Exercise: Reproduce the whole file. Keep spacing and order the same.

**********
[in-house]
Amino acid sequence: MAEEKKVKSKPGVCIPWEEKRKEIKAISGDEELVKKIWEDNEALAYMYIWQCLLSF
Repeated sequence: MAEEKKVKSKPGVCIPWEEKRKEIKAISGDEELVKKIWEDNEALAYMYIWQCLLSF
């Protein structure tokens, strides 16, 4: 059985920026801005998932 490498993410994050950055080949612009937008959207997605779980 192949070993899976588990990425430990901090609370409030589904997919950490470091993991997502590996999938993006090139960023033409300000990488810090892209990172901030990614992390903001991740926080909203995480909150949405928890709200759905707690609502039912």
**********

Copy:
[in-house]
Amino acid sequence: MAEEKKVKSKPGVCIPWEEKRKEIKAISGDEELVKKIWEDNEALAYMYIWQCLLSF
Repeated sequence: MAEEKKVKSKPGVCIPWEEKRKEIKAISGDEELVKKIWEDNEALAYMYIWQCLLSF
């Protein structure tokens, strides 16, 4: 059985920026801005998932 490498993410994050950055080949612009937008959207997605779980 192949070993899976588990990425430990901090609370409030589904997919950490470091993991997502590996999938993006090139960023033409300000990488810090892209990172901030990614992390903001991740926080909203995480909150949405928890709200759905707690609502039912």